Antecedents and consequences of green innovation in the wine industry : The role of channel structure

Research output: Journal Publications and Reviews (RGC: 21, 22, 62)21_Publication in refereed journalpeer-review

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Author(s)

Detail(s)

Original languageEnglish
Pages (from-to)203-218
Journal / PublicationTechnology Analysis and Strategic Management
Volume25
Issue number2
Publication statusPublished - Feb 2013

Abstract

In this study, we place green innovation in a broader technology development, commercialisation and distribution context to test hypotheses in three areas: (1) the internal vs external drivers of green innovation; (2) the effect of green innovation on business performance; and (3) the role of channel structures (the degree to which producers sell directly to consumers or businesses) in making green innovation more productive in terms of business performance. To test our hypotheses, data from an international survey among 123 wineries is used. Our results suggest that internal drivers, i.e. environmental management and quality management in particular, play a greater role than external drivers (e.g. government and regulatory pressures) on the adoption of green innovation strategies. Producing and using organic products and processes and recycling activities are found to have a significant direct positive impact on business performance. Our results also confirm the moderating effect of channel structures: the benefits of green innovation in terms of business performance are larger when firms use more direct sales channels (selling wine directly from the wine cellar to consumers and businesses). © 2013 Copyright Taylor and Francis Group, LLC.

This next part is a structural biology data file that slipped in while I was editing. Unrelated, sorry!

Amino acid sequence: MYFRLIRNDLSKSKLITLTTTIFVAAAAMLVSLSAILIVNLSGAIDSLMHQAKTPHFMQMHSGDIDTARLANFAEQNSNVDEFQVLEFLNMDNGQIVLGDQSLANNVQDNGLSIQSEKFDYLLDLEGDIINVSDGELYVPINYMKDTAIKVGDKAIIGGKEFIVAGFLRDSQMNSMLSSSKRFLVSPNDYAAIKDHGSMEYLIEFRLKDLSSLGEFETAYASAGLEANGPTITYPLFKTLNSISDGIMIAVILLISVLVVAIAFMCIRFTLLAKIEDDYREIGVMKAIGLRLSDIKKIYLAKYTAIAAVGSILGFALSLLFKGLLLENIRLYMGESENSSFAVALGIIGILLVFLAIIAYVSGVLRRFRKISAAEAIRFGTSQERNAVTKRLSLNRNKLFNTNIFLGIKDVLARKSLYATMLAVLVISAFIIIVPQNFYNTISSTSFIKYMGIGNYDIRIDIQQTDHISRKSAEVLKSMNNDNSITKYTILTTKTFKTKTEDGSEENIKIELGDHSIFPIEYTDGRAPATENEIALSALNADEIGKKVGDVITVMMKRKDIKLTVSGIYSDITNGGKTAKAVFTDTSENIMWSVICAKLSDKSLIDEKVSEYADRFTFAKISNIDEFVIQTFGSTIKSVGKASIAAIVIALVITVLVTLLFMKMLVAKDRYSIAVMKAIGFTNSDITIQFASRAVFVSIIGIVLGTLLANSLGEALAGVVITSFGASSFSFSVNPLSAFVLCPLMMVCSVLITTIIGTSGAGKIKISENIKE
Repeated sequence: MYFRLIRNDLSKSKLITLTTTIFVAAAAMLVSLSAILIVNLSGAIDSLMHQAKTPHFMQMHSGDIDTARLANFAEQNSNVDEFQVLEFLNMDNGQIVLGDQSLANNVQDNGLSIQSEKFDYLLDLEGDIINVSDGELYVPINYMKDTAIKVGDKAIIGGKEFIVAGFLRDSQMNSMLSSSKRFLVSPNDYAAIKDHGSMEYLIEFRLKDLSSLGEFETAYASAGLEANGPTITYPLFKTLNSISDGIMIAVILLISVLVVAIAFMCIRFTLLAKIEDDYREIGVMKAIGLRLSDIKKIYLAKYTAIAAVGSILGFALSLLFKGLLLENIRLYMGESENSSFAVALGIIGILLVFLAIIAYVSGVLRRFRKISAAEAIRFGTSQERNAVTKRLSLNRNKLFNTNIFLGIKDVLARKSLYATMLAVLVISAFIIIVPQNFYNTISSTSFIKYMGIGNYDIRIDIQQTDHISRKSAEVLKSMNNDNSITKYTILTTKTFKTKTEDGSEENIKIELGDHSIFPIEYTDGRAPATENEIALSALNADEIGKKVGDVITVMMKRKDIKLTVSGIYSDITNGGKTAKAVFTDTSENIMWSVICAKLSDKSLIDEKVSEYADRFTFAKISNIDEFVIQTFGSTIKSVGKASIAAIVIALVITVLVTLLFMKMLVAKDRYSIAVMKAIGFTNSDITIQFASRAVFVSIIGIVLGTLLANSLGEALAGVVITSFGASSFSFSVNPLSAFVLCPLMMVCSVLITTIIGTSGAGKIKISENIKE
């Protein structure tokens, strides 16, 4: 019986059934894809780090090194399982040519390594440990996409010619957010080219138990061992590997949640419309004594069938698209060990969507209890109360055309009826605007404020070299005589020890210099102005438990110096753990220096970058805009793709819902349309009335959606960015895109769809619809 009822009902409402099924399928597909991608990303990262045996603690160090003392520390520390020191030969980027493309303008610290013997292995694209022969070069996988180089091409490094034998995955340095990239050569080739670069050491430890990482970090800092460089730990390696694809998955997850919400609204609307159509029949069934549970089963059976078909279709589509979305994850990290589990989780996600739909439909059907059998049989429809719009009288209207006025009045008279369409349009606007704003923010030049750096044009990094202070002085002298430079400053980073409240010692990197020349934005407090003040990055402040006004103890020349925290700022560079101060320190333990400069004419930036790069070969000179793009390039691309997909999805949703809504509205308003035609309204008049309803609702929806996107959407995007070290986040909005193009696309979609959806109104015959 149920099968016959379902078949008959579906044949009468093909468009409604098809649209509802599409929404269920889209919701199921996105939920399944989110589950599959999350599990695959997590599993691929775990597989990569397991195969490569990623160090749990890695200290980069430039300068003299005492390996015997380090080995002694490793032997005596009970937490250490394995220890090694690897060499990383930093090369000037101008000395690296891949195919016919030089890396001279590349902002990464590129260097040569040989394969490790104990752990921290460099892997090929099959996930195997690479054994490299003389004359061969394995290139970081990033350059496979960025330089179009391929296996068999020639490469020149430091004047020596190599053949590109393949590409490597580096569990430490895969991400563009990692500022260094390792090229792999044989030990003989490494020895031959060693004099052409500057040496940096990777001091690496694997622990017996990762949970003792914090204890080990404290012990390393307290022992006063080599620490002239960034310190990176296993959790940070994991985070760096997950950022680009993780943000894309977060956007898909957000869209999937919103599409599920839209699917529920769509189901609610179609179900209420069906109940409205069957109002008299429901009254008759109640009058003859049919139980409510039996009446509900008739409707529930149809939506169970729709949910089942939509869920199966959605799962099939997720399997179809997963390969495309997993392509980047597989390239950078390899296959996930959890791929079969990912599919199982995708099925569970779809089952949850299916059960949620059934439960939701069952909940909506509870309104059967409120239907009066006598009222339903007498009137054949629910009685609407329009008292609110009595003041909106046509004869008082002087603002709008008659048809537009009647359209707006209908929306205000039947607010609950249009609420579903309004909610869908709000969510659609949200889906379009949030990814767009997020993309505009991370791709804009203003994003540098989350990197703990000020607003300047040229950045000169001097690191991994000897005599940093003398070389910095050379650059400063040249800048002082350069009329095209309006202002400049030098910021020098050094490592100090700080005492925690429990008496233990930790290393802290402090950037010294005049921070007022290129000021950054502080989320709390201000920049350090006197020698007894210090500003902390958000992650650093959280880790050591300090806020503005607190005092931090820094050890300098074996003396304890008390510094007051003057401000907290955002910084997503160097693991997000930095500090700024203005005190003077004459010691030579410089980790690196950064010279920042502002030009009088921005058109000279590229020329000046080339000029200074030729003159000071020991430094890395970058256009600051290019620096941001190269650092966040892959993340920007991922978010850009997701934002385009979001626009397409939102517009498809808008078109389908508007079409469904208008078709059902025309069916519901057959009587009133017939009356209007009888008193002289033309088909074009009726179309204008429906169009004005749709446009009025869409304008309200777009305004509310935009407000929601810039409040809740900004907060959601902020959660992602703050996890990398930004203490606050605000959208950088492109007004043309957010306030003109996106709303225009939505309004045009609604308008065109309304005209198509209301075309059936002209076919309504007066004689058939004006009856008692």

Research Area(s)

  • channel structures, environmentalism, green innovation, wine industry